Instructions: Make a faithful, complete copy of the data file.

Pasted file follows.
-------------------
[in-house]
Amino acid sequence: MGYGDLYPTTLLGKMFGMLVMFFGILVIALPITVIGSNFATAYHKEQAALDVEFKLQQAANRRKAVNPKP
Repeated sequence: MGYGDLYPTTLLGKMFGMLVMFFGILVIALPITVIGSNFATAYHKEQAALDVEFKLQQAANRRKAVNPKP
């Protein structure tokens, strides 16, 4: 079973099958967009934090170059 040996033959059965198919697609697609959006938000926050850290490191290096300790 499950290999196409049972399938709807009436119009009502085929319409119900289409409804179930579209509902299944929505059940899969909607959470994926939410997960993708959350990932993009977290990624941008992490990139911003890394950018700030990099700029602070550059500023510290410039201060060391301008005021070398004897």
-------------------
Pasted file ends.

[in-house]
Amino acid sequence: MGYGDLYPTTLLGKMFGMLVMFFGILVIALPITVIGSNFATAYHKEQAALDVEFKLQQAANRRKAVNPKP
Repeated sequence: MGYGDLYPTTLLGKMFGMLVMFFGILVIALPITVIGSNFATAYHKEQAALDVEFKLQQAANRRKAVNPKP
């Protein structure tokens, strides 16, 4: 079973099958967009934090170059 040996033959059965198919697609697609959006938000926050850290490191290096300790 499950290999196409049972399938709807009436119009009502085929319409119900289409409804179930579209509902299944929505059940899969909607959470994926939410997960993708959350990932993009977290990624941008992490990139911003890394950018700030990099700029602070550059500023510290410039201060060391301008005021070398004897």